By Marcus Leach

British importers’ and exporters’ confidence has retreated in the UK economy, trading overseas and the prospects of future growth, according to a survey released by Travelex Global Business Payments.

The Travelex Confidence Index, a measure of UK trade confidence, dipped two points in June, as the unfolding Greek crisis and UK inflation fears damaged business confidence.

Nearly a third of UK SMEs trading internationally (31%) said that the UK economic situation has worsened over the last six months, up 35% since May (23%). Deteriorating conditions in the Eurozone also impacted confidence in future trading conditions, as there was a 12% drop in the number of businesses confident that trade conditions will improve over the next 12 months (May: 68%, June 60%).

According to the report, many SMEs highlighted inflation as a major source of concern. Seventy per cent of exporters are alarmed that further increases in inflation will negatively impact their competitiveness abroad and adversely affect their business. This is up 11% since May (63%).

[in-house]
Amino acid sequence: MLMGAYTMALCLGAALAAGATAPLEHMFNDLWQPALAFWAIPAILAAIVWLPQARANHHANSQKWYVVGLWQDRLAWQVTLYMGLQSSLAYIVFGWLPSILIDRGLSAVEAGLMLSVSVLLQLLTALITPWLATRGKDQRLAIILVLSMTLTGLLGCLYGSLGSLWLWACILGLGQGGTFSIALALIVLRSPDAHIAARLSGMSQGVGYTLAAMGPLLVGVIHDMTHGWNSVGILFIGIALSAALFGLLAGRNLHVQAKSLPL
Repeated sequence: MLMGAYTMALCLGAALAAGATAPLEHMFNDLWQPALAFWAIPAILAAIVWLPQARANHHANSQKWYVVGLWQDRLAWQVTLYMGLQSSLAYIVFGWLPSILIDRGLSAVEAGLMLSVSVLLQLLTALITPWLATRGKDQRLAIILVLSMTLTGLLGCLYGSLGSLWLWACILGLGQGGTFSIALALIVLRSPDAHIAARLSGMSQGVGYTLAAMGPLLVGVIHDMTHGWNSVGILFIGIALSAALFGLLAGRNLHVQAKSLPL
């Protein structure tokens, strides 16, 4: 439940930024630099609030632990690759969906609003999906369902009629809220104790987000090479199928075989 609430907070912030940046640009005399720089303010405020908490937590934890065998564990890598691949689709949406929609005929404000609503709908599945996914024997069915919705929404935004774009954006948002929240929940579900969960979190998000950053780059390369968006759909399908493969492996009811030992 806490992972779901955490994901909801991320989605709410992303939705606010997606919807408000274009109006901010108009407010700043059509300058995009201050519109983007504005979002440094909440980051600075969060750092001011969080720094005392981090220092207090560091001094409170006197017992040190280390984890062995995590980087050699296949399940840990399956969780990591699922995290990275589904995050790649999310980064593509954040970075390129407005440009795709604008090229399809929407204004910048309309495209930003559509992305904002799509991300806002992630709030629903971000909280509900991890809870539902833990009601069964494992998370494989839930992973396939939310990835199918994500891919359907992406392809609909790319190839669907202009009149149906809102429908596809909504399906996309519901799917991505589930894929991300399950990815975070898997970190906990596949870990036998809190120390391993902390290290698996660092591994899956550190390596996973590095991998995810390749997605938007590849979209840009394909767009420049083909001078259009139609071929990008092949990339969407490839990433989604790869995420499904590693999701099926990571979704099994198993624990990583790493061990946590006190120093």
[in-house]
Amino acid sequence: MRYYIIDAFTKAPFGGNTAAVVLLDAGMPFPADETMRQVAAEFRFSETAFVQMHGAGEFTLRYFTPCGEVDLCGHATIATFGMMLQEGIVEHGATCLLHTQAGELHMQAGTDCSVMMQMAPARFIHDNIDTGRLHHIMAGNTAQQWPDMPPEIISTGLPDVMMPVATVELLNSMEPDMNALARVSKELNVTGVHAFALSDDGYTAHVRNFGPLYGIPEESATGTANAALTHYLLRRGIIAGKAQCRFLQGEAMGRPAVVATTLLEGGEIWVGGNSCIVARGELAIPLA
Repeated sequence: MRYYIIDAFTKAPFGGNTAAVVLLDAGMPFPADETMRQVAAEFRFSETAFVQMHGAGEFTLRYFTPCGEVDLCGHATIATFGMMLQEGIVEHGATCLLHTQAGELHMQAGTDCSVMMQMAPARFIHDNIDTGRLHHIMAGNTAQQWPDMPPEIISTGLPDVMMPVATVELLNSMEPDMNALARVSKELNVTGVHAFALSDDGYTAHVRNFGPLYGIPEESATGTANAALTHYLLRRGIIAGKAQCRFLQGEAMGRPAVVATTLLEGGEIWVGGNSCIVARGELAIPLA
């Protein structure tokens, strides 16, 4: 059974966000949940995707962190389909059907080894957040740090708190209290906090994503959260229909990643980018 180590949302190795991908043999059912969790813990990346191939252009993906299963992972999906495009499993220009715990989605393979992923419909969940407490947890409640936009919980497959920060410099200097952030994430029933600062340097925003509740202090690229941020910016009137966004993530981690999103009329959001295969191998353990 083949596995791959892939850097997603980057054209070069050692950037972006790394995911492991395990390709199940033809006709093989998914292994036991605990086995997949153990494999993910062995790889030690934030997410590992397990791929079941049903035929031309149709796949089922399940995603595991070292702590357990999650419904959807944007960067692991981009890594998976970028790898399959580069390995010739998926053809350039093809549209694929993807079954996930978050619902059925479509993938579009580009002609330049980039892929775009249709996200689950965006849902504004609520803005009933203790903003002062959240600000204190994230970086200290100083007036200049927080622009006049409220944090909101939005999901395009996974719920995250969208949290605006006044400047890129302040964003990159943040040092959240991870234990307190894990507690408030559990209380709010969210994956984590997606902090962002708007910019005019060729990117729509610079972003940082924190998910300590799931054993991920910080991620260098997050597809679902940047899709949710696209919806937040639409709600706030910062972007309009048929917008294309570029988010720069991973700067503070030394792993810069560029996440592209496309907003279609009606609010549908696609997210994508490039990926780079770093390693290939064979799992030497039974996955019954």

“The fall in trade confidence, evident from June’s index, has been largely impacted by rising UK inflation and the debt crisis we are witnessing in Europe; the UK’s main trading partner," David Sear, Global Managing Director at Travelex Global Business Payments said.

“UK SMEs are already finding it difficult to trade profitably with Europe, due to a continuous pressure on margins and bottom line, and are now anticipating further struggles. With the threat of default and collapse across the channel, it is no wonder that importers’ and exporters’ expectations over the next six to 12 months have dropped this month.

“UK inflation has been above the 2% target since December 2009 and is working against an export-led recovery as it is negatively impacting exporters’ competitiveness abroad.”

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